Surrey Hills Society chairman Christine Howard on her perfect Surrey weekend

PUBLISHED: 09:59 15 January 2015 | UPDATED: 10:19 15 January 2015

Chris hard at work in the Surrey countryside on a volunteer day on Headley Heath

Chris hard at work in the Surrey countryside on a volunteer day on Headley Heath


As the chairman of the Surrey Hills Society, Surrey Life columnist Christine Howard likes nothing better at the weekend than getting away from her computer to enjoy the spectacular countryside of the Surrey Hills Area of Outstanding Natural Beauty

Originally published in Surrey Life magazine January 2015



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During the week, I seem to spend my life in and out of board meetings or staring at a computer screen. I am a director at Visit Surrey, the destination management organisation for the county, vice chairman of Surrey Hills Enterprises and a freelance business development consultant. In my free time, I am the chairman of the charity formed to support the Surrey Hills. I am also lucky enough to live in the Surrey Hills, in Shamley Green. This is the village where EH Shepard, the illustrator of Winnie the Pooh, lived and worked. Some of the pictures in the book are of real places in the area.

I was fortunate to discover the Surrey Hills on what was supposed to be a young Australian’s backpacker working holiday. I took a map of England, stuck a pin in it and ended up in the picturesque village of Shere. I just fell in love with the place and the people and have never moved more than five miles from my first little flat in the attic of a beautiful Arts and Crafts house by the Tillingbourne River.

I later discovered to my surprise that the Surrey Hills was my grandparents’ favourite location before they emigrated to Australia after World War Two. In fact, they had their honeymoon in Shere! Now isn’t that a coincidence!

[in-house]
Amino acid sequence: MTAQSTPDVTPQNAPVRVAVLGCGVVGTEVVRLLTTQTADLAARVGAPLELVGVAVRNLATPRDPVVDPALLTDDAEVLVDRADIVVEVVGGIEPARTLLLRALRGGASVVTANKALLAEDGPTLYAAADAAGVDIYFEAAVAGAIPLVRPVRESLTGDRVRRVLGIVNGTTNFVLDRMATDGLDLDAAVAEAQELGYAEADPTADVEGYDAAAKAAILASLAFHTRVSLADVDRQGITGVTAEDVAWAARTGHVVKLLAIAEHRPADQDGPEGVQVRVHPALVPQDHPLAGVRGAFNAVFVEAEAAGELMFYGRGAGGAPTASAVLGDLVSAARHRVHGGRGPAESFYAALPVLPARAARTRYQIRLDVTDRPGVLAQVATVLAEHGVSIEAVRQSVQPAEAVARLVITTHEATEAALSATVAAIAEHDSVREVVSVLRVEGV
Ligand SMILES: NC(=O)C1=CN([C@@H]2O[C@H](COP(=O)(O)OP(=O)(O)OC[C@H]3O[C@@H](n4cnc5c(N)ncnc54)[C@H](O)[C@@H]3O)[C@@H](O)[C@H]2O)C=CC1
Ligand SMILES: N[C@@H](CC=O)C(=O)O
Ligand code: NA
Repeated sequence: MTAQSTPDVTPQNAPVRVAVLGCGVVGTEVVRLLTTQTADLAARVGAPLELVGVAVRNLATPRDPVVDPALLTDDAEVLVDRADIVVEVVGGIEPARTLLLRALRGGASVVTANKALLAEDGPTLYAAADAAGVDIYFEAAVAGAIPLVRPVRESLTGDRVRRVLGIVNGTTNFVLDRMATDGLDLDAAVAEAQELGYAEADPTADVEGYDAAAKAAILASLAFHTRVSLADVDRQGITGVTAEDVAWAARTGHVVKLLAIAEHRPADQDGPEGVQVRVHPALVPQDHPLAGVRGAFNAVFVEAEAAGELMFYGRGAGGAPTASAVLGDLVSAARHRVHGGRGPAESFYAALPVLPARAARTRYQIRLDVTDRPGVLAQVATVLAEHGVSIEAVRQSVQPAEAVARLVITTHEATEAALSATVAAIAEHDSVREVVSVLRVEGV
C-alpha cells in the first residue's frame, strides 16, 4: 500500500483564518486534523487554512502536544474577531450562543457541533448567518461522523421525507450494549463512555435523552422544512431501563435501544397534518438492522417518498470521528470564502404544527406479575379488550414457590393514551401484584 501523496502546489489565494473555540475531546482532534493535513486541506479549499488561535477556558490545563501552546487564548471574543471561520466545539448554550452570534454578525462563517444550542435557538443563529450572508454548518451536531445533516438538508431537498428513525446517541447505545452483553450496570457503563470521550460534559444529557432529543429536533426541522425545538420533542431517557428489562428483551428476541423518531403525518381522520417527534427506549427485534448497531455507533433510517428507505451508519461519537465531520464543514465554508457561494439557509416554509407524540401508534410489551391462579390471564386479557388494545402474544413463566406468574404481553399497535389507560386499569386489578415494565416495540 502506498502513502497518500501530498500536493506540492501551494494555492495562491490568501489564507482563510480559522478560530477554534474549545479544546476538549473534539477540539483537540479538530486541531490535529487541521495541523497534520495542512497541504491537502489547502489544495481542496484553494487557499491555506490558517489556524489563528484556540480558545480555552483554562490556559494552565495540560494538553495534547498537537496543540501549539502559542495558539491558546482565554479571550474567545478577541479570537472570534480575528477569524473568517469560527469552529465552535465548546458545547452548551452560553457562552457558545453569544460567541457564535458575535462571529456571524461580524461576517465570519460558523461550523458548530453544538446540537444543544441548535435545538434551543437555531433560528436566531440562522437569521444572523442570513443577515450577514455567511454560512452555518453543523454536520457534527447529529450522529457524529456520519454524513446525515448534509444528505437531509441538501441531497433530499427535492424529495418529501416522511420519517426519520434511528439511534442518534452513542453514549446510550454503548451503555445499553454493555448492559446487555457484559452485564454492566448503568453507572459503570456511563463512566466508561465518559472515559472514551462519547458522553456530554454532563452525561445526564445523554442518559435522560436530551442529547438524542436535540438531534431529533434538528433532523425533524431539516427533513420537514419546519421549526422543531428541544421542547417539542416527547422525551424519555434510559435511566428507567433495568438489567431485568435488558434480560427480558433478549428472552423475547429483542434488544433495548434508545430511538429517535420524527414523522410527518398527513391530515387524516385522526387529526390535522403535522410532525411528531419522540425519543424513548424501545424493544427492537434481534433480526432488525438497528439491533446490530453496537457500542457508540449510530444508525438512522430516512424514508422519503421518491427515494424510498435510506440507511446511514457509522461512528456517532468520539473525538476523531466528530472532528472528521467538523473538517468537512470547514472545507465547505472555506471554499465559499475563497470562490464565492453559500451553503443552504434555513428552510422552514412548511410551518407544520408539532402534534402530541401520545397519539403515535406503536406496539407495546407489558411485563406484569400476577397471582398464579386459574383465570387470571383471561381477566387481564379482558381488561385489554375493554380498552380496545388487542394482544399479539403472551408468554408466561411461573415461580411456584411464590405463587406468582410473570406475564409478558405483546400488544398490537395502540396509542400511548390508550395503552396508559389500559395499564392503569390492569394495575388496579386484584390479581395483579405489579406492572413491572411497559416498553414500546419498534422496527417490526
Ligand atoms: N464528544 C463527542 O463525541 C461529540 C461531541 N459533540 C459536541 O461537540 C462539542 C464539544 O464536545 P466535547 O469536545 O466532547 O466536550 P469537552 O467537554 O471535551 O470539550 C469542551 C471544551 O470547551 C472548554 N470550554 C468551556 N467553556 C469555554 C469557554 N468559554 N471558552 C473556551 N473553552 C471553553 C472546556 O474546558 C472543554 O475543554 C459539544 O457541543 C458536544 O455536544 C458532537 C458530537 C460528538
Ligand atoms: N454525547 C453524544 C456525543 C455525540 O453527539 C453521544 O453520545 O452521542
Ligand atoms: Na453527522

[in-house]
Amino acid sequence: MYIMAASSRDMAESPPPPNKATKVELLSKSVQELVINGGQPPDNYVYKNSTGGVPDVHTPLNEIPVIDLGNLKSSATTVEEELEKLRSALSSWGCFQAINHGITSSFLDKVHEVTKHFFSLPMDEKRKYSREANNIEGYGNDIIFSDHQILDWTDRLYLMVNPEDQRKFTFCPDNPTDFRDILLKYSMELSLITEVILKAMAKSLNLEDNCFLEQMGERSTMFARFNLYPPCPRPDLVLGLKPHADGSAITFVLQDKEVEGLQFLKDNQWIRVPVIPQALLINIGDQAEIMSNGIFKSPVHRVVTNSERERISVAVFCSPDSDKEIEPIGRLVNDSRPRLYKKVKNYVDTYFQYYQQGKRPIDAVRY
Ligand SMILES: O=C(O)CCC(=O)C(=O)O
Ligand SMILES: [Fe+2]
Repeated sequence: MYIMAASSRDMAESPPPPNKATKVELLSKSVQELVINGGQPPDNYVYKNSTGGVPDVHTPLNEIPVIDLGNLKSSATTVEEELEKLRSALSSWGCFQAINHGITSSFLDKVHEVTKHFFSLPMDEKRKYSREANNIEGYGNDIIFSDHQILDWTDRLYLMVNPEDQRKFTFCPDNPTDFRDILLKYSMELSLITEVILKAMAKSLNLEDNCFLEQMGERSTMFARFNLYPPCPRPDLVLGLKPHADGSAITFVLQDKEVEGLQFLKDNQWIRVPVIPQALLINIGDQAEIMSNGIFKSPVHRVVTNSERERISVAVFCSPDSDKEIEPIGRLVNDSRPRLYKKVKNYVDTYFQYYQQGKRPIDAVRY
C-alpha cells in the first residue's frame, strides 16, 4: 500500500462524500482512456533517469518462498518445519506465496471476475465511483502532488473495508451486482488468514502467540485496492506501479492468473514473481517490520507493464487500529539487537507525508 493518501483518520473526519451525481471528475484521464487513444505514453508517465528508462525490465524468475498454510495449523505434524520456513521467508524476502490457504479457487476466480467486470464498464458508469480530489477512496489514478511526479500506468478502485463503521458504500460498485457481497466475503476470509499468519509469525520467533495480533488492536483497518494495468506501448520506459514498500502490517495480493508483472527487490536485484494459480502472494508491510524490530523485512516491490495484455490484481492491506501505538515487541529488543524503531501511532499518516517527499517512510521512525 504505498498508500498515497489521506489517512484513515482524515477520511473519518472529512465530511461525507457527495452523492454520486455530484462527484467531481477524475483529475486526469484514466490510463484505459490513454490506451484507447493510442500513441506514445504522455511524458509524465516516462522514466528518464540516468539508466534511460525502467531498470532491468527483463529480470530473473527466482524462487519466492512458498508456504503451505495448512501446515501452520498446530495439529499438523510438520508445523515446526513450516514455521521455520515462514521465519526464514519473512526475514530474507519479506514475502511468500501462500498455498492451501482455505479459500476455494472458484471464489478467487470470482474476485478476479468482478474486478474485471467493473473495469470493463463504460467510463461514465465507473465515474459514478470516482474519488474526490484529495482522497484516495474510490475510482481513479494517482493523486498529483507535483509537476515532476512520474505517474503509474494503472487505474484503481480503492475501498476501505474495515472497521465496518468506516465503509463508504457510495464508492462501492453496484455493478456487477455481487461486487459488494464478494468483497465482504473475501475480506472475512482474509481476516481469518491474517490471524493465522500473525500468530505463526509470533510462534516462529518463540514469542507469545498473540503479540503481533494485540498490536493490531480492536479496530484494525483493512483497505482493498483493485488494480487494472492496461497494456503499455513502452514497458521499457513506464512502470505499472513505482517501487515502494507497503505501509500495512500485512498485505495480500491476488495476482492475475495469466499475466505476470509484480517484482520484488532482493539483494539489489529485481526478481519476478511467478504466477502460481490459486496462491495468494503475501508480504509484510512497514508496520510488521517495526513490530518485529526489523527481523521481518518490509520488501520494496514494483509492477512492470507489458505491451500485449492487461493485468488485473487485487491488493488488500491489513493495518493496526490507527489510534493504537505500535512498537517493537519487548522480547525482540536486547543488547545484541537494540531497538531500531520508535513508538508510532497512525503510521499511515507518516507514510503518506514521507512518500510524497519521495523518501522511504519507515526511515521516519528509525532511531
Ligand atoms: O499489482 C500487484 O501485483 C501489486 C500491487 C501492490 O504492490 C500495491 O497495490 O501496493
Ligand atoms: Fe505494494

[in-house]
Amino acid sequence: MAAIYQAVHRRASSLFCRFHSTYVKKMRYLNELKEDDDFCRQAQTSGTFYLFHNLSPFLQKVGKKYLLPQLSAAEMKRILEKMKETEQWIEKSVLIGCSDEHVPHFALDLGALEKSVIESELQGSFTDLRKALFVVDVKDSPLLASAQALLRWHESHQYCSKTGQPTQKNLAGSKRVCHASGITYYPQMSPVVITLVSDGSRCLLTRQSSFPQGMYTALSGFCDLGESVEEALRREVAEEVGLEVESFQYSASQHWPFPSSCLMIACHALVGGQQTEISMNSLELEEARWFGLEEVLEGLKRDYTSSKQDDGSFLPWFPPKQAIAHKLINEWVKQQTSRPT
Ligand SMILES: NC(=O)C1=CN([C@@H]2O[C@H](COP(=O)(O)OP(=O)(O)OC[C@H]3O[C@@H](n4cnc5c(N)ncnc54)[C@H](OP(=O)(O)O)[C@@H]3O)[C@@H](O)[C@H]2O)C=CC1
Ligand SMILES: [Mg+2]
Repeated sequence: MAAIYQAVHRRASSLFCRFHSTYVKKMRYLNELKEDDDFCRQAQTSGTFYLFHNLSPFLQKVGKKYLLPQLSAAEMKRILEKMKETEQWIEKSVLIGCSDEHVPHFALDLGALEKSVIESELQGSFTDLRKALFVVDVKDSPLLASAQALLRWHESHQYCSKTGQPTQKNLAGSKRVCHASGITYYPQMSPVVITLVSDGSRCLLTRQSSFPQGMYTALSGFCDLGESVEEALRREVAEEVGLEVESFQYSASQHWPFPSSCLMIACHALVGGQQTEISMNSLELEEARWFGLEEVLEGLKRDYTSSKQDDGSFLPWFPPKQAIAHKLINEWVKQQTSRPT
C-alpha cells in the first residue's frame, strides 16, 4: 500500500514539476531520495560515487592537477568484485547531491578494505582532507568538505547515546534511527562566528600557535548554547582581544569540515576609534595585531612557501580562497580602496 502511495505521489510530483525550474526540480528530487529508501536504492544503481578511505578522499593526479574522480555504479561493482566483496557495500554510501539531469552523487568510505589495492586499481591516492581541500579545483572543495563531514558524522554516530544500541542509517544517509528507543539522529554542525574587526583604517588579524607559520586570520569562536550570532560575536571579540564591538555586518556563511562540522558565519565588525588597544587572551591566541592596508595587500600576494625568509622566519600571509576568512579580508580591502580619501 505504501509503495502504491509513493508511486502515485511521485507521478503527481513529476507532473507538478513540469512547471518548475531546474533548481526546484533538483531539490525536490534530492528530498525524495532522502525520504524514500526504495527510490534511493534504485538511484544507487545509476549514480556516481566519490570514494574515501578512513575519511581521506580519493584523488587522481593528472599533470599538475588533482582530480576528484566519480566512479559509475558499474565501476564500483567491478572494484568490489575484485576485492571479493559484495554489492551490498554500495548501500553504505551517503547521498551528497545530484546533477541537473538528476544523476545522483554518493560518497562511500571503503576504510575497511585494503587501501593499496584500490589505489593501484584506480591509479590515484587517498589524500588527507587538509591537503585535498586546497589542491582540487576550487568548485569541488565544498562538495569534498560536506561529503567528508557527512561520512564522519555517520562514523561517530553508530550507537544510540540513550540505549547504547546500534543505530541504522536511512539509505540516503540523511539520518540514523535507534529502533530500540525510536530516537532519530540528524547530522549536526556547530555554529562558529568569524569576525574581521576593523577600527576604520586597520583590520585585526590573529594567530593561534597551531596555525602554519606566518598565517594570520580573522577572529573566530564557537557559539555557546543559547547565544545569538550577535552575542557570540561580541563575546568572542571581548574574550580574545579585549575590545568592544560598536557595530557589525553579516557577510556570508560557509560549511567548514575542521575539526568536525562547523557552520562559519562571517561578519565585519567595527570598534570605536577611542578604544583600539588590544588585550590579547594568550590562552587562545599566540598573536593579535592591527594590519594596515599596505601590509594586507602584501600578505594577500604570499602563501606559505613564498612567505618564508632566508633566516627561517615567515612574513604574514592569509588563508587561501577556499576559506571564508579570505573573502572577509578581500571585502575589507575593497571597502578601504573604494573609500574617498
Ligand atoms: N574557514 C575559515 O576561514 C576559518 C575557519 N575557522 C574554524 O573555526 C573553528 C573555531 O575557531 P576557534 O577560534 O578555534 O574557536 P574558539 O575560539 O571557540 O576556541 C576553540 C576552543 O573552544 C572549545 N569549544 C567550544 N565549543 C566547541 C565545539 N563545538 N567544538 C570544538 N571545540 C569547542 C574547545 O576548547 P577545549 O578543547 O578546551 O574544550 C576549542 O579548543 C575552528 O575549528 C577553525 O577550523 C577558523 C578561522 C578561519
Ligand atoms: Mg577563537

I feel very privileged to have spent my life in the beautiful Surrey Hills countryside and getting out and enjoying it at the weekend is my ultimate de-stress. At least one Saturday or Sunday a month, I enjoy an outing with the Surrey Hills Society, which is run almost entirely by volunteers. I have learnt so much about Surrey by being part of this organisation, the stated objectives of which are ‘to enjoy and protect the Surrey Hills’.


Use it or lose it

My feeling is that if you don’t enjoy it, you won’t protect it. The pressures to build on the open spaces in Surrey are becoming greater and greater because of our proximity to London. The need to raise awareness of this special landscape is so important to its ultimate protection, as well as our population’s health and well-being.

If I am not out enjoying the Surrey Hills, then I am usually volunteering in it. I love taking off the suit, pulling on a pair of old jeans and jacket and getting my hands dirty in the countryside. There are opportunities to volunteer with the National Trust, Surrey Wildlife Trust or with your local council, who between them manage a significant proportion of Surrey’s countryside. There are opportunities to do hedge-laying, scrub clearance, habitat creation, species counts and footpath repairing, to name but a few.

My other favourite weekend pastime, when not out in the countryside, is to enjoy its produce. The Surrey Hills has the highest concentration of vineyards in the country, as well as some award-winning boutique breweries. We also have some rare breeds of cattle and sheep grazing our rolling hills, which produce some really high quality meats. My favourite restaurant, partly because the owners are such champions of local foods, is The Jolly Farmers in Buckland. Their talents were recently recognised at the Surrey Life Food and Drink Awards.

I also enjoy visiting our Surrey’s farmers’ markets and country shows and have a cupboard full of local honey, sauces and jams that the talented foodies of this county have created.

Then finally, on Sunday evenings, I like to curl up by the TV and watch my favourite programme, Countryfile, of course!


• In 2014, Christine Howard’s voluntary efforts supporting the Surrey Hills were recognised by a Point of Light Award from Prime Minister David Cameron.



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